Multiply Variety in a Wilderness of Custards?

Although, like the universal world, I am on Twitter, I don’t usually post my tweets here. For one thing, some of them are parts of particular conversations that don’t make much sense without a context (e.g. “BUT YOU SAID YOU LOVED ME! #ihateyourguts”). Others are things I post here or on Facebook anyway. And I have my LiveJournal post automatically a message to Twitter when there’s an update–so if I automatically posted my tweets to LiveJournal, wouldn’t that be like crossing the streams, creating an information Narcisso-catastrophe that could destroy the internet? I’m not willing to take the risk.

But one of these Twitteriffic memebursts broke out last Friday: Poetry Improved by Custard. Some of them made me laugh, and then I scribbled out a few that made me laugh, and I copy them here in the shy and tender hope that they might make you at least smile. Some of them are so obvious that they occurred to other people (e.g. the Ginsberg one) but a couple of these approached retweetability.

And of Orlando I will also tell / things unattempted yet in custard rhyme #PoetryImprovedbyAddingCustard

Age cannot wither her, nor custom stale her infinite custardity. #poetryimprovedbyaddingcustard

I saw the best minds of my generation destroyed by custard. #poetryimprovedbyaddingcustard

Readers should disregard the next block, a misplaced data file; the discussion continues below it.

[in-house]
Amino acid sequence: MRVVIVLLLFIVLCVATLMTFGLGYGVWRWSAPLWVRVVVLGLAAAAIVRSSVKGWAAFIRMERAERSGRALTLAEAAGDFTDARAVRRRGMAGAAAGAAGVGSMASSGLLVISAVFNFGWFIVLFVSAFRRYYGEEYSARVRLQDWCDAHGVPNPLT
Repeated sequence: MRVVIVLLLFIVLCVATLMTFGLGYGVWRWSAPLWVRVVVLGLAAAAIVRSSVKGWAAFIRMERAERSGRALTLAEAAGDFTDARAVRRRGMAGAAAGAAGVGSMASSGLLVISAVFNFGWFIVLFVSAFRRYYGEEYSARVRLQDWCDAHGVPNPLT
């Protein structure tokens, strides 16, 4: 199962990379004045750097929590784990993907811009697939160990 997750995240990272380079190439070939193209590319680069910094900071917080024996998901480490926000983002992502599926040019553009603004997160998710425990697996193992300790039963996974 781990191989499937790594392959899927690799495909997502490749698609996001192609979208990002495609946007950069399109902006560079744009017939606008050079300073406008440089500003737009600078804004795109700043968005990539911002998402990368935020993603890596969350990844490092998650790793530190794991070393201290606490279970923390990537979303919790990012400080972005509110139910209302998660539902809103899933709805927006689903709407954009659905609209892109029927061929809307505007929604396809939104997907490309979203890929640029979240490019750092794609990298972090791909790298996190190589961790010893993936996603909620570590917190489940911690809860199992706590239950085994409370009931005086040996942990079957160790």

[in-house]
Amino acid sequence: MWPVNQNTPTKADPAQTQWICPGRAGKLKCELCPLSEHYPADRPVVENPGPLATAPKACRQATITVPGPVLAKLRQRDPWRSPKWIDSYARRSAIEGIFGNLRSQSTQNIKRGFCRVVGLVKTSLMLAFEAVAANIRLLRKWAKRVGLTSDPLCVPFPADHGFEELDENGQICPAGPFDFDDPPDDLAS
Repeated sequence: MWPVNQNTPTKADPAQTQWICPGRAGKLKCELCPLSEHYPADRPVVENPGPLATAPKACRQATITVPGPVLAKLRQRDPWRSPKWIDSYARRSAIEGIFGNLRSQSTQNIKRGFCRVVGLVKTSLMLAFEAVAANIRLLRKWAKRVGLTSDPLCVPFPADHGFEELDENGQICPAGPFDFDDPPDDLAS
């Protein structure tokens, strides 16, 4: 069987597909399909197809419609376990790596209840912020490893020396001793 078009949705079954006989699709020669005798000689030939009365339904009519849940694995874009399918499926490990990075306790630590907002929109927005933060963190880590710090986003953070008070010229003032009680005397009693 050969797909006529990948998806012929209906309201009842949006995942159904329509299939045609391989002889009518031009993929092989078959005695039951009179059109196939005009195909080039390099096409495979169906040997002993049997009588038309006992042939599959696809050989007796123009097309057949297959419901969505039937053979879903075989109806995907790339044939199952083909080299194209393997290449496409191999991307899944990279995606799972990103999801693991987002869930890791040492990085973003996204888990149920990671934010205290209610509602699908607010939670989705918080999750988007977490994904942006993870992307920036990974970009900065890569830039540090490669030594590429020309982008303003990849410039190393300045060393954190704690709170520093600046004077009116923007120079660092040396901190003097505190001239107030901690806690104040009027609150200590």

Custard does more than Milton can / to justify God’s ways to man. #poetryimprovedbyaddingcustard

The custard’s lovely, dark and deep / but I have promises to keep #poetryimprovedbyaddingcustard

Come live with me and be my custard! #poetryimprovedbyaddingcustard #whymarlowewasstabbed

For all sad words of tongue and pen, the saddest are these, “Custard, again?” #PoetryImprovedbyAddingCustard

Custard alone has looked on Beauty bare. #poetryimprovedbyaddingcustard

Push off and, sitting well in order, smite the sounding custards. #poetryimprovedbyaddingcustard

Yellow matter custard, dripping from a dead dog’s eye NOW WITH EXTRA ADDED CUSTARD #poetryimprovedbyaddingcustard #ormaybenot

About JE

James Enge is the author of the World-Fantasy-Award-nominated novel Blood of Ambrose (Pyr, April 2009). His latest book is The Wide World's End. His short fiction has appeared in Swords and Dark Magic (Harper Collins, 2010), Black Gate, the Stabby-Award-winning anthology Blackguards and elsewhere.
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